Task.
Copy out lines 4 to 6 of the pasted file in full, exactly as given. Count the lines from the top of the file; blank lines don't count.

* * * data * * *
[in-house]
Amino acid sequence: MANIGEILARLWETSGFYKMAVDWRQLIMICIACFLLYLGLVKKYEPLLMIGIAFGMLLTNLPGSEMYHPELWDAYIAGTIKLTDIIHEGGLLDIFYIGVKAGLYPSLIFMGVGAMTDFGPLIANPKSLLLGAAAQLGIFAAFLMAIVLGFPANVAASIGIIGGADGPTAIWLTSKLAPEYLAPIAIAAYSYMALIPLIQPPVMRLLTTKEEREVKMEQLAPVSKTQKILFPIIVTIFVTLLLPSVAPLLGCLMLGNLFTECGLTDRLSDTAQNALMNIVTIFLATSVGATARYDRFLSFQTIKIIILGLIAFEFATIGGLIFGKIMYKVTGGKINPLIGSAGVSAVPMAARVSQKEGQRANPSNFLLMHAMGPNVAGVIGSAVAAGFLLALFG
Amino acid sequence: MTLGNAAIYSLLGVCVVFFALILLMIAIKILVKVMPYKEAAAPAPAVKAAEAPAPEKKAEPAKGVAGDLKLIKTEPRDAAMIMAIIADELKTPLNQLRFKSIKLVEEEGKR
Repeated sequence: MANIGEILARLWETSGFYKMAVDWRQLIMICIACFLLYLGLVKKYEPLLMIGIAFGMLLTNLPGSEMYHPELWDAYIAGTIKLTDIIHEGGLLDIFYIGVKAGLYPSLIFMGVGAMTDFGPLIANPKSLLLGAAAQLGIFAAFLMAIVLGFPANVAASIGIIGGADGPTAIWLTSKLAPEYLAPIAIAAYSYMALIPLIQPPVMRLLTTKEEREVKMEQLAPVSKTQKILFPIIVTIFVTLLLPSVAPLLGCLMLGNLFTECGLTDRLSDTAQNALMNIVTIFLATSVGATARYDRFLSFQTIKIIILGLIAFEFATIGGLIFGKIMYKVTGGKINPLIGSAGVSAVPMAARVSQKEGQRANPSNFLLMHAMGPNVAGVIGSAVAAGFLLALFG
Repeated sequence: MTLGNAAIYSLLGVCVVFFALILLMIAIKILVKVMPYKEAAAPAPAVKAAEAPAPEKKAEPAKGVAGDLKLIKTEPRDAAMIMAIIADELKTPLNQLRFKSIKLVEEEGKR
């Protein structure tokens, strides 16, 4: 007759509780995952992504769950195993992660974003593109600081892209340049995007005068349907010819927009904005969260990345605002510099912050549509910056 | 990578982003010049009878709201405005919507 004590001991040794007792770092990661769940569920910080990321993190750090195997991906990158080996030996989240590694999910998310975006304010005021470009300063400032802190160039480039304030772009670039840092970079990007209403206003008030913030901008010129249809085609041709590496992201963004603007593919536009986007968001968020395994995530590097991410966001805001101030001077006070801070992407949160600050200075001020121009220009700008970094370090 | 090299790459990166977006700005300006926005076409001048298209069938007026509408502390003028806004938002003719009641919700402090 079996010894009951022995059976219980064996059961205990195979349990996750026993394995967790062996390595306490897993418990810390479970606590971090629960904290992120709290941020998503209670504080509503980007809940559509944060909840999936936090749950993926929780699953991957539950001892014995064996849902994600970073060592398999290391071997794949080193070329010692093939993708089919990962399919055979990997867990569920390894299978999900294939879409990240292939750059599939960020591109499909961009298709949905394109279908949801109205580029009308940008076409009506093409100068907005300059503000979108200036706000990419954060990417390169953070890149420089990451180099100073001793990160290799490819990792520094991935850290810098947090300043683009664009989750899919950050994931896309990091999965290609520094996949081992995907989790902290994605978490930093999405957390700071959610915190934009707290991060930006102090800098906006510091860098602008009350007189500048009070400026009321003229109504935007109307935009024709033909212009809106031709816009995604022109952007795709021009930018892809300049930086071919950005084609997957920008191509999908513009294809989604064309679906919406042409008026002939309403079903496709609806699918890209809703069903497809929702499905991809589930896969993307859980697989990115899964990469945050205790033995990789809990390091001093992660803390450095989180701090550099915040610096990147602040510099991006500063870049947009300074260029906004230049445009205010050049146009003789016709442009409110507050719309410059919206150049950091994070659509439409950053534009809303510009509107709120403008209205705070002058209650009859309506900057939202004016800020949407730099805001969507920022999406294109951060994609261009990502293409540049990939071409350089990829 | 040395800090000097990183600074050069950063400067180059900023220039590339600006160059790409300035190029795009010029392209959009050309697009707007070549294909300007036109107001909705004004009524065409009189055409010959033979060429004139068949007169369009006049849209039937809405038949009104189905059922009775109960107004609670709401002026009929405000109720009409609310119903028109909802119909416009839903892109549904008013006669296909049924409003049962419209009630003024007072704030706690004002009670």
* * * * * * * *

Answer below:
Repeated sequence: MANIGEILARLWETSGFYKMAVDWRQLIMICIACFLLYLGLVKKYEPLLMIGIAFGMLLTNLPGSEMYHPELWDAYIAGTIKLTDIIHEGGLLDIFYIGVKAGLYPSLIFMGVGAMTDFGPLIANPKSLLLGAAAQLGIFAAFLMAIVLGFPANVAASIGIIGGADGPTAIWLTSKLAPEYLAPIAIAAYSYMALIPLIQPPVMRLLTTKEEREVKMEQLAPVSKTQKILFPIIVTIFVTLLLPSVAPLLGCLMLGNLFTECGLTDRLSDTAQNALMNIVTIFLATSVGATARYDRFLSFQTIKIIILGLIAFEFATIGGLIFGKIMYKVTGGKINPLIGSAGVSAVPMAARVSQKEGQRANPSNFLLMHAMGPNVAGVIGSAVAAGFLLALFG
Repeated sequence: MTLGNAAIYSLLGVCVVFFALILLMIAIKILVKVMPYKEAAAPAPAVKAAEAPAPEKKAEPAKGVAGDLKLIKTEPRDAAMIMAIIADELKTPLNQLRFKSIKLVEEEGKR
């Protein structure tokens, strides 16, 4: 007759509780995952992504769950195993992660974003593109600081892209340049995007005068349907010819927009904005969260990345605002510099912050549509910056 | 990578982003010049009878709201405005919507 004590001991040794007792770092990661769940569920910080990321993190750090195997991906990158080996030996989240590694999910998310975006304010005021470009300063400032802190160039480039304030772009670039840092970079990007209403206003008030913030901008010129249809085609041709590496992201963004603007593919536009986007968001968020395994995530590097991410966001805001101030001077006070801070992407949160600050200075001020121009220009700008970094370090 | 090299790459990166977006700005300006926005076409001048298209069938007026509408502390003028806004938002003719009641919700402090 079996010894009951022995059976219980064996059961205990195979349990996750026993394995967790062996390595306490897993418990810390479970606590971090629960904290992120709290941020998503209670504080509503980007809940559509944060909840999936936090749950993926929780699953991957539950001892014995064996849902994600970073060592398999290391071997794949080193070329010692093939993708089919990962399919055979990997867990569920390894299978999900294939879409990240292939750059599939960020591109499909961009298709949905394109279908949801109205580029009308940008076409009506093409100068907005300059503000979108200036706000990419954060990417390169953070890149420089990451180099100073001793990160290799490819990792520094991935850290810098947090300043683009664009989750899919950050994931896309990091999965290609520094996949081992995907989790902290994605978490930093999405957390700071959610915190934009707290991060930006102090800098906006510091860098602008009350007189500048009070400026009321003229109504935007109307935009024709033909212009809106031709816009995604022109952007795709021009930018892809300049930086071919950005084609997957920008191509999908513009294809989604064309679906919406042409008026002939309403079903496709609806699918890209809703069903497809929702499905991809589930896969993307859980697989990115899964990469945050205790033995990789809990390091001093992660803390450095989180701090550099915040610096990147602040510099991006500063870049947009300074260029906004230049445009205010050049146009003789016709442009409110507050719309410059919206150049950091994070659509439409950053534009809303510009509107709120403008209205705070002058209650009859309506900057939202004016800020949407730099805001969507920022999406294109951060994609261009990502293409540049990939071409350089990829 | 040395800090000097990183600074050069950063400067180059900023220039590339600006160059790409300035190029795009010029392209959009050309697009707007070549294909300007036109107001909705004004009524065409009189055409010959033979060429004139068949007169369009006049849209039937809405038949009104189905059922009775109960107004609670709401002026009929405000109720009409609310119903028109909802119909416009839903892109549904008013006669296909049924409003049962419209009630003024007072704030706690004002009670």